Growing Potatoes In Hay Bales?

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Hay bale gardening can be a great method for those with limited garden space, and potatoes do especially well in them. Check out this amazing hay bale potato harvest!

If you’ve never heard of straw bale or hay bale gardening, it involved planting your garden in bales of hay or straw, usually with some sort of compost or manure added on top.

It’s a super easy method of gardening (although it does have its drawbacks), and it’s great for people without a lot of garden space, with tainted soil, or for those with disabilities, as it doesn’t require any digging, and your garden will be easier to access.

Many different types of vegetables can be successfully grown in hay bales. Potatoes are just one that does really well using this method – and it’s just about the easiest potato harvest you’ll ever have!

Check out this blog post to see a really cool example of the kind of potato harvest you could get from a hay bale garden!

We only planted 3 bales of potatoes this year – two were planted with various varieties from our CSA, and one was a late planting of Yukon Golds, which went in much later than it should have, but it doesn’t seem to have hurt the harvest too much as far as I can tell.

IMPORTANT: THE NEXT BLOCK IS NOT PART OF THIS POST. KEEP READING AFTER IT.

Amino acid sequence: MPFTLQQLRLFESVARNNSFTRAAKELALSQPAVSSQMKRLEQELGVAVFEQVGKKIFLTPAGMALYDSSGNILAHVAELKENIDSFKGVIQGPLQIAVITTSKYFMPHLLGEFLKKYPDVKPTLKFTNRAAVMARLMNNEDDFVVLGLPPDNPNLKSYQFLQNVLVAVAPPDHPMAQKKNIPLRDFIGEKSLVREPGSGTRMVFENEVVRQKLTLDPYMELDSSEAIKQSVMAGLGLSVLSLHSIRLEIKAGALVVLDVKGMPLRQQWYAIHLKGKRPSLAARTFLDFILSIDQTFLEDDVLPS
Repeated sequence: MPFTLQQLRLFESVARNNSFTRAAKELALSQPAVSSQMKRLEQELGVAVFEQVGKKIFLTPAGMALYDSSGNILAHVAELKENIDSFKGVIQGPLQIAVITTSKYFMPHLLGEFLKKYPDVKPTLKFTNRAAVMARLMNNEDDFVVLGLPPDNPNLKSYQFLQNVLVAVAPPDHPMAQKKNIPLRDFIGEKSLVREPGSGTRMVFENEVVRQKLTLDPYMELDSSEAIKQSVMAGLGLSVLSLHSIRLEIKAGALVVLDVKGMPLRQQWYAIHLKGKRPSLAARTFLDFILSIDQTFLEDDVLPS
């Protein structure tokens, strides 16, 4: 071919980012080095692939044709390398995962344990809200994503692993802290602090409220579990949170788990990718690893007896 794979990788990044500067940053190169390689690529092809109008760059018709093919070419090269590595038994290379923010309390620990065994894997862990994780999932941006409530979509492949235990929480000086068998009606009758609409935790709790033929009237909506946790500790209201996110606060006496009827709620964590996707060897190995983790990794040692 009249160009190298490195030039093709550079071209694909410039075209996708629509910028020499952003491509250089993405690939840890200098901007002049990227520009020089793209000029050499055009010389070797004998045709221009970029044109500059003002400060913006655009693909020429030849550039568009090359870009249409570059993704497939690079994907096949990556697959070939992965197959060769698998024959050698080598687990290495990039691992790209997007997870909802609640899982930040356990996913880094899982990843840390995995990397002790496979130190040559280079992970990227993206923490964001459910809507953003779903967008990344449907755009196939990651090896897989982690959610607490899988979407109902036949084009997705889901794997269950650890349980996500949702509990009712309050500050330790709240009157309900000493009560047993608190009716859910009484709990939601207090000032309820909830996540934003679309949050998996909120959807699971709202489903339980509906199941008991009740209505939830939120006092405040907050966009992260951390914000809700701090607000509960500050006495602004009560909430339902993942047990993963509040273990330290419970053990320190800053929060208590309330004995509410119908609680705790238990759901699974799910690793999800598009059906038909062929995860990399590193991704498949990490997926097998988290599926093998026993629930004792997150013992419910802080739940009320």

The plants looked absolutely beautiful all season, after a spotty start, with late frost taking some of the new plants, and a few that never came up at all. The ones that came through grew quickly and vigorously. The only pests that bothered them this year were the flea beetles, and they didn’t seem too troubled by them frankly.

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We finally harvested them last weekend, and unlike potatoes grown in dirt, they were very clean overall, and relatively easy to find. We also didn’t have to worry about cutting them or stabbing them with a fork or shovel, and pawing through the decomposing hay was quite easy compared to digging them out of the ground.

Overall I would say our first try at growing potatoes in hay bales was quite successful. We planted no more than 2lbs of seed potatoes to start with, and harvested 26lbs, so overall I would say it was quite a satisfactory ROI. We would definitely do this again, and next year would like to expand to 5 or 6 bales.

Another benefit to growing in hay bales is the load of beautiful compost that’s left behind for next year! The bales are largely decomposed by now, and their tasty remains will go on the compost pile to finish up for next summer’s garden. Although we bought a truck load of compost to start off our garden this spring, I don’t think we will need to do so in the future, especially if we continue gardening in hay bales!
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See the full post – and lots more pictures – at NewHolisticLiving.com.
Photo Credit: New Holistic Living
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